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Newsletter, September 20, 2022:

MEETINGHOUSE RESTORATION BEGINS!

We are delighted to announce that architect Bill Brandow will give a tour of the 1816 Meetinghouse on Wednesday, September 21, 2022, at 2:30. Bill and two others from John G. Waite Associates will discuss their work in developing restoration plans and specifications. This work will be done with a grant for historic sites relating to the history of Equal Rights, funded through the Historic Preservation Fund, administered by the National Park Service. Come and bring friends! The 1816 Board will hold its September meeting in hybrid format at 4:00, after Bill’s program.







RESTORATIVE JUSTICE PANEL

Wood Library (134 North Main Street, Canandaigua, https://woodlibrary.org/)

September 24, 2022, 2:00 p.m.

Watching the news can be painful. So much negative news takes its toll on all of us.

Come and join us this Saturday, September 24, 2022, at 2:00 p.m. at Wood Library for a more positive approach to the future. Find inspiration from the work of local people for restorative justice in our world. Share energy and ideas about how we all can contribute to justice and respect for all living things.

Panel discussion will be led by Willie Bontrager, 1816 Board member. Panelists include Danny Redic from Partners in Restorative Initiatives, Shira May from the Center for Dispute Settlement, and Gwen Olton, Gandhi Center for Nonviolence.

This program will be taped by students from Finger Lakes Community College.

HISTORIAN LARRY HAUPTMAN SPEAKS ABOUT HIS 50-YEAR JOURNEY INTO HAUDENOSAUNEE HISTORY

Seneca Art and Culture Center at Ganondagan (7000 County Road 41, Victor),

https://parks.ny.gov/historic-sites/26/details.aspx

October 1, 2022, 2:00 p.m.

For fifty years, Laurence M. Hauptman, SUNY Distinguished Professor Emeritus of History, has devoted his academic career to writing about the history of the Six Nations, namely the Mohawks, Oneidas, Onondagas, Cayugas, Senecas, and Tuscaroras. In doing so, he has uncovered key documents in archives and libraries from California to New York and from Ottawa, Canada, to Washington, D.C., and has conducted interviews with elders that have shed light on these nations’ histories. In his talk, he will share some of the insights he gained and made use of in his numerous writings as well as in his expert witness testimony in court and before committees of the United States Congress. Dr. Hauptman was honored by Seneca Nation of Indians who bestowed on him the name “Haiwadogêsta,” meaning “interpreter” or “he who straightens or explains the words.”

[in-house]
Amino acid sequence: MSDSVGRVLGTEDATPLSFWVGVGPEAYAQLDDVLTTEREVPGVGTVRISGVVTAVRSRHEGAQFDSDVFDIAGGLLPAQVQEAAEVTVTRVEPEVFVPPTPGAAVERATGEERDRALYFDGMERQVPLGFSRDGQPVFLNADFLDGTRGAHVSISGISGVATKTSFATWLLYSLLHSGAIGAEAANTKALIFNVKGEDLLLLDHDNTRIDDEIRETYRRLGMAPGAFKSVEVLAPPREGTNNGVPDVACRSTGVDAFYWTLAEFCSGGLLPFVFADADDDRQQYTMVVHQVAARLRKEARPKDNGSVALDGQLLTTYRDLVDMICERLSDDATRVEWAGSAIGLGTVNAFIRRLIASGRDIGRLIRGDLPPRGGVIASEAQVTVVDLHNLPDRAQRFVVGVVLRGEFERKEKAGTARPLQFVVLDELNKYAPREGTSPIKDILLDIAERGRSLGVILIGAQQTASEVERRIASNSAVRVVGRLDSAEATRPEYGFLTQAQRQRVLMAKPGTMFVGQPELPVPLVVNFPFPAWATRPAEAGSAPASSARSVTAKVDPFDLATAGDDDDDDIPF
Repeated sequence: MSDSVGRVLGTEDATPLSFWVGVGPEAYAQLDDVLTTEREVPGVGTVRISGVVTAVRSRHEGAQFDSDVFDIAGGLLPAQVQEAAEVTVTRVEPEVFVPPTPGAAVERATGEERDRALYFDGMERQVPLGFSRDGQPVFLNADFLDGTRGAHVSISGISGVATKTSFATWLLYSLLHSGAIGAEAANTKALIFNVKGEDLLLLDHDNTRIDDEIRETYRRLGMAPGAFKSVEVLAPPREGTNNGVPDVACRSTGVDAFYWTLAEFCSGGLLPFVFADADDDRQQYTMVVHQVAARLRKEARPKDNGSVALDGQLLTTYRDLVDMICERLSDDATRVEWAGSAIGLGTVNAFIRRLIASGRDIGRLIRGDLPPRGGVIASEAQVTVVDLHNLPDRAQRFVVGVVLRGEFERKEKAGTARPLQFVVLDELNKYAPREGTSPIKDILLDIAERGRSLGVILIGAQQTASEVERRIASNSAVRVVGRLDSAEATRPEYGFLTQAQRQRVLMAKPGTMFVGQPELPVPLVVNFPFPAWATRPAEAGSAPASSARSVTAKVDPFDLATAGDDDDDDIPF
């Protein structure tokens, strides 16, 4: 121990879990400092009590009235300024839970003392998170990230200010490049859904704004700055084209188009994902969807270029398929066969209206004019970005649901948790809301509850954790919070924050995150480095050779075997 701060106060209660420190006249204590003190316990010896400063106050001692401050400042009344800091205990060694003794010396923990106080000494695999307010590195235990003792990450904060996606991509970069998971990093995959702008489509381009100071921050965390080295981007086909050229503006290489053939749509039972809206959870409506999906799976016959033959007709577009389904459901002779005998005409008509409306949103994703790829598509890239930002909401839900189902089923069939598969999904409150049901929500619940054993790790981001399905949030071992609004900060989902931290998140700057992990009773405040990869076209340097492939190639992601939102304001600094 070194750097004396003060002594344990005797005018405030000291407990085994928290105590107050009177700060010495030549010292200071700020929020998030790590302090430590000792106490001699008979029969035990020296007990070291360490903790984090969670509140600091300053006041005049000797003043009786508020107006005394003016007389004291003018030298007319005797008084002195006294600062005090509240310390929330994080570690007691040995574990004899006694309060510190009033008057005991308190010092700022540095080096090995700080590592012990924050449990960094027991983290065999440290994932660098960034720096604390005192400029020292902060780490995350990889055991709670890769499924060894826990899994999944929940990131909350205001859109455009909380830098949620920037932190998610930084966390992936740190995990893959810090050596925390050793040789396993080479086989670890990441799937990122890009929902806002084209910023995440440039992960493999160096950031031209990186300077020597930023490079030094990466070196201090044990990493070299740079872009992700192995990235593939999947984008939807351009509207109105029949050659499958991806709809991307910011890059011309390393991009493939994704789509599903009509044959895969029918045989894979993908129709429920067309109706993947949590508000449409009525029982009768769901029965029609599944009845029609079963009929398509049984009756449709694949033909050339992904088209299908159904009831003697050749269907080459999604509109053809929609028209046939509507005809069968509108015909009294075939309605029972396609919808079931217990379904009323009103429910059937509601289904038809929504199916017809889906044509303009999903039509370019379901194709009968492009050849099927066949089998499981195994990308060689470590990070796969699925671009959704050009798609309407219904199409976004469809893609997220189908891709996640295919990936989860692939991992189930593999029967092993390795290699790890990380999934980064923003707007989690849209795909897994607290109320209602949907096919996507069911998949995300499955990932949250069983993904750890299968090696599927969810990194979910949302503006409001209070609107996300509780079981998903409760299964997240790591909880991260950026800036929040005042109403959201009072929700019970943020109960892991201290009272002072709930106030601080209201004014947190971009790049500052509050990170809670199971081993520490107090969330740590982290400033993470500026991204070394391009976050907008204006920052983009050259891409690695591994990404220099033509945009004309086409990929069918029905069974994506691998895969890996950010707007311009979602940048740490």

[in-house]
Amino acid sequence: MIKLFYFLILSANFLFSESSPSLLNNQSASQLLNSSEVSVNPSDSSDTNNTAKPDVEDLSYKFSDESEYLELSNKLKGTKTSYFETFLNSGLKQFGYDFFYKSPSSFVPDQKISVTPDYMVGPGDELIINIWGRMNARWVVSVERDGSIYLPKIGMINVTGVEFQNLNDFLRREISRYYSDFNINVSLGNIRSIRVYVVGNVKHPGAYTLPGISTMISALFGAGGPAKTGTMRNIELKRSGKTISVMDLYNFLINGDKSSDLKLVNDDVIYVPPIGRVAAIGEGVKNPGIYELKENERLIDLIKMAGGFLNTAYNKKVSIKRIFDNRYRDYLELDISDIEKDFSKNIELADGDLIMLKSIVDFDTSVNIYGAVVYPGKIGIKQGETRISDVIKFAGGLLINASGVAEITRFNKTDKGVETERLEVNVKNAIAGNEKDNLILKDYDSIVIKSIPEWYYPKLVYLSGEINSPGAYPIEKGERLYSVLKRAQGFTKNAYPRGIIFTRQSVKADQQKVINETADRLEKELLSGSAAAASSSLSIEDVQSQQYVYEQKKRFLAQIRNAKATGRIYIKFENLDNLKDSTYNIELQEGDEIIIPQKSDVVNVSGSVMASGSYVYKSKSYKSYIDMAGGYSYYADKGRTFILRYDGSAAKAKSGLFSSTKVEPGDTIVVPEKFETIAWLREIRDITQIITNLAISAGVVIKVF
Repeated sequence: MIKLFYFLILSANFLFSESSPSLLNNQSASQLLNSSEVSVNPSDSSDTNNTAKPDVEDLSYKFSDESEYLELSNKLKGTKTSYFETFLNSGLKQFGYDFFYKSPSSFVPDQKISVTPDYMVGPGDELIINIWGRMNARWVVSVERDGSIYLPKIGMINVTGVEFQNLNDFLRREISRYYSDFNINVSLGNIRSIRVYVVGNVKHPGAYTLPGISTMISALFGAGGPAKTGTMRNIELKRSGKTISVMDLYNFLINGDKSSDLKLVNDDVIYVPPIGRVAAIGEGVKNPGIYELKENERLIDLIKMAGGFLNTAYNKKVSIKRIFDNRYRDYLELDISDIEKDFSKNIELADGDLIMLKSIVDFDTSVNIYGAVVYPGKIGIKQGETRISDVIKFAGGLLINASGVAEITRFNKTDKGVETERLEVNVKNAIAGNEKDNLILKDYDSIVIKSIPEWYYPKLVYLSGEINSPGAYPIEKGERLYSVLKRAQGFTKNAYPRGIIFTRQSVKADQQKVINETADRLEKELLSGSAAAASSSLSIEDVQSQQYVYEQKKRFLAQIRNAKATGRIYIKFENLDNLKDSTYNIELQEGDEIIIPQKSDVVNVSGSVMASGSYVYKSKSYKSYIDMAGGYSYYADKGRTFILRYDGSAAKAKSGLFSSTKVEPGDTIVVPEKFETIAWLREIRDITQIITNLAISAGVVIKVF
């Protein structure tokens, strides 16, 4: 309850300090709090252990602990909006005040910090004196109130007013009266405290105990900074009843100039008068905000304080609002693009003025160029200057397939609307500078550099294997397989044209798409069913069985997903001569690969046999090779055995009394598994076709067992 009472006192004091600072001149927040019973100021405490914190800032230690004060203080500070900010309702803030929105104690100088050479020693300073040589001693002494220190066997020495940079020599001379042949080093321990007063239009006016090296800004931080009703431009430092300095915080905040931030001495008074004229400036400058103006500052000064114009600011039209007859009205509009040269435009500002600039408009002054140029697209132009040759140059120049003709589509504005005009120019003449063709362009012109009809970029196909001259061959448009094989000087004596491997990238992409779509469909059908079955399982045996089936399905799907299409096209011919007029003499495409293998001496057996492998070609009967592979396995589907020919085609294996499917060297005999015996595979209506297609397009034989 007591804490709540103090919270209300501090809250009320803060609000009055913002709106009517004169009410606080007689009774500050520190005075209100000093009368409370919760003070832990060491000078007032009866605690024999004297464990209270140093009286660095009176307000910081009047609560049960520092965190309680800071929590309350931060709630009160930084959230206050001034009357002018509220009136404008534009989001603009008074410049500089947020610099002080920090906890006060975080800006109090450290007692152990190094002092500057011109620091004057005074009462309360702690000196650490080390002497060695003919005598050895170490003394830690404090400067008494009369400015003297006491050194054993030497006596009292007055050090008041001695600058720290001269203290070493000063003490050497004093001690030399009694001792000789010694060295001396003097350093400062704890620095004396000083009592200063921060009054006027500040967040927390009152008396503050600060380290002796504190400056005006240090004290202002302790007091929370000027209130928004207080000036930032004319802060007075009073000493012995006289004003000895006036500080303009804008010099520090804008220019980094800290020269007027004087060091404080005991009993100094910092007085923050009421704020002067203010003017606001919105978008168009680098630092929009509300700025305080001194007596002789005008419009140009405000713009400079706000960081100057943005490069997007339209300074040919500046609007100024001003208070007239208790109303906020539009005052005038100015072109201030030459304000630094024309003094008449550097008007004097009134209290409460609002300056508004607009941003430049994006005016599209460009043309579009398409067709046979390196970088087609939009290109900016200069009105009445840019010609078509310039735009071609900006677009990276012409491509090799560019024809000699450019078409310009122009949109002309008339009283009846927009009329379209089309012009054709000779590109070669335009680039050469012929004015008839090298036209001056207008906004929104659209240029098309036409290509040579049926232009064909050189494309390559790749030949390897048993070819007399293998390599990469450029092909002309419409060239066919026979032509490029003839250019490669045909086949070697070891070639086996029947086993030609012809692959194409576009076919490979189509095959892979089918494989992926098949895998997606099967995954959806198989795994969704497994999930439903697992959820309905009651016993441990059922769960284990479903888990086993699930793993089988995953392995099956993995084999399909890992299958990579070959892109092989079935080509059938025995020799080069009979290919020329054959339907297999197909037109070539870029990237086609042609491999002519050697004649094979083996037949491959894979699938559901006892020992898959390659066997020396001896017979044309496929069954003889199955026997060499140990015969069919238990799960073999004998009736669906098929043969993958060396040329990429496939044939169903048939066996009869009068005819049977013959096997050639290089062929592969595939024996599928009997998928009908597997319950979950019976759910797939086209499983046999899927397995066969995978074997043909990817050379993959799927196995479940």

This presentation will be an historic occasion itself, one you will be honored to attend.

Dr. Hauptman will appear via Zoom to an audience assembled in the auditorium at Ganondagan.

HAUDENOSAUNEE REPRESENTATION IN ELEMENTARY EDUATION: PRECEDENTS AND POSSIBILITIES

Seneca Art and Culture Center at Ganondagan (7000 County Road 41, Victor),

https://parks.ny.gov/historic-sites/26/details.aspx

November 12, 2022, 2:00 p.m.

Nothing is more important to the health of our world than education for our children. Educator Marissa Corwin Manitowabi will describe approaches in teaching Haudenosaunee history and culture in elementary schools in New York State. She will share best current practices for teaching about indigenous peoples. If you are a parent, a teacher, or a citizen who is concerned about carrying out ideals of respect for all people in our schools, you will not want to miss this program.

ALL PROGRAMS ARE FREE AND OPEN TO THE PUBLIC

We are grateful to continued support from Humanities New York, as well as donations from our generous supporters to make all programs free to everyone. Programs will be videotaped and available through our website at later dates. Donations are welcome. Refreshments will be served.

LIGHT AT THE MEETINGHOUSE!

Thanks to help from electricians Jerry Johnson and Maeve Johnson, excavator Jacob Deys, and donations of materials from O’Connell Electric Company and Graybar Electrical Business—all coordinated by Board member Dave Bruinix—we now have electrical service to support all future work at the Meetinghouse. Carol Elaine Deys and Richard Deys turned on the very first electrical light inside the building on August 15, 2022. Our grateful appreciation for all those who helped make this possible.




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